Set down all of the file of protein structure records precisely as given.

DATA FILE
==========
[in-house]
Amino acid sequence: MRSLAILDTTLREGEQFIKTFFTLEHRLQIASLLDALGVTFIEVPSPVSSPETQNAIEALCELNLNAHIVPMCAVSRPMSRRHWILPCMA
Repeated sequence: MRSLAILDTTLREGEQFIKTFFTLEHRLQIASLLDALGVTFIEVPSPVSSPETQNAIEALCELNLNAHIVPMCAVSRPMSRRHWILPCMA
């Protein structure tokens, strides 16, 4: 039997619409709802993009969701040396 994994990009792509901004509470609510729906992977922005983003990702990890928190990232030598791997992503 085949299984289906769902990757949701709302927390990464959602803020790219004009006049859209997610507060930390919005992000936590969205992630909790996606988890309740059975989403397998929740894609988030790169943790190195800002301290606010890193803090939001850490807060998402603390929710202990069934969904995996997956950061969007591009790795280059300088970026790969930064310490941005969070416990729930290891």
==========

[in-house]
Amino acid sequence: MRSLAILDTTLREGEQFIKTFFTLEHRLQIASLLDALGVTFIEVPSPVSSPETQNAIEALCELNLNAHIVPMCAVSRPMSRRHWILPCMA
Repeated sequence: MRSLAILDTTLREGEQFIKTFFTLEHRLQIASLLDALGVTFIEVPSPVSSPETQNAIEALCELNLNAHIVPMCAVSRPMSRRHWILPCMA
């Protein structure tokens, strides 16, 4: 039997619409709802993009969701040396 994994990009792509901004509470609510729906992977922005983003990702990890928190990232030598791997992503 085949299984289906769902990757949701709302927390990464959602803020790219004009006049859209997610507060930390919005992000936590969205992630909790996606988890309740059975989403397998929740894609988030790169943790190195800002301290606010890193803090939001850490807060998402603390929710202990069934969904995996997956950061969007591009790795280059300088970026790969930064310490941005969070416990729930290891």